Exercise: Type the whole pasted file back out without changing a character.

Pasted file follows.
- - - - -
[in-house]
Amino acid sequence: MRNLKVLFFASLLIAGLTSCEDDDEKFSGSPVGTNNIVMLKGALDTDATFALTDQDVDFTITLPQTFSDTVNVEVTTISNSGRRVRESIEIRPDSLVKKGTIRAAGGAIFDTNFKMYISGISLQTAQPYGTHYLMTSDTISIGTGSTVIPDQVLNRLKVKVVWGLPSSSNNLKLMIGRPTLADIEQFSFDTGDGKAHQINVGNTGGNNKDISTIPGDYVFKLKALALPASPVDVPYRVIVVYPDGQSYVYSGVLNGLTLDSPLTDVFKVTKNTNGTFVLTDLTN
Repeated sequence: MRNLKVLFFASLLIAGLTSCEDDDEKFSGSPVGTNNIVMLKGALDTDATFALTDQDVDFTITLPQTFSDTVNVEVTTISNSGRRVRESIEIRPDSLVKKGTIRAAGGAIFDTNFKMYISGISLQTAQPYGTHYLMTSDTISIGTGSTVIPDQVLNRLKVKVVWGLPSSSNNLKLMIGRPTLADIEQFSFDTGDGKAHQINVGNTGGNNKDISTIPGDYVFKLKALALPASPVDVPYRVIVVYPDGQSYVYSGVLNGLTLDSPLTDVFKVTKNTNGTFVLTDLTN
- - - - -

[in-house]
Amino acid sequence: MRNLKVLFFASLLIAGLTSCEDDDEKFSGSPVGTNNIVMLKGALDTDATFALTDQDVDFTITLPQTFSDTVNVEVTTISNSGRRVRESIEIRPDSLVKKGTIRAAGGAIFDTNFKMYISGISLQTAQPYGTHYLMTSDTISIGTGSTVIPDQVLNRLKVKVVWGLPSSSNNLKLMIGRPTLADIEQFSFDTGDGKAHQINVGNTGGNNKDISTIPGDYVFKLKALALPASPVDVPYRVIVVYPDGQSYVYSGVLNGLTLDSPLTDVFKVTKNTNGTFVLTDLTN
Repeated sequence: MRNLKVLFFASLLIAGLTSCEDDDEKFSGSPVGTNNIVMLKGALDTDATFALTDQDVDFTITLPQTFSDTVNVEVTTISNSGRRVRESIEIRPDSLVKKGTIRAAGGAIFDTNFKMYISGISLQTAQPYGTHYLMTSDTISIGTGSTVIPDQVLNRLKVKVVWGLPSSSNNLKLMIGRPTLADIEQFSFDTGDGKAHQINVGNTGGNNKDISTIPGDYVFKLKALALPASPVDVPYRVIVVYPDGQSYVYSGVLNGLTLDSPLTDVFKVTKNTNGTFVLTDLTN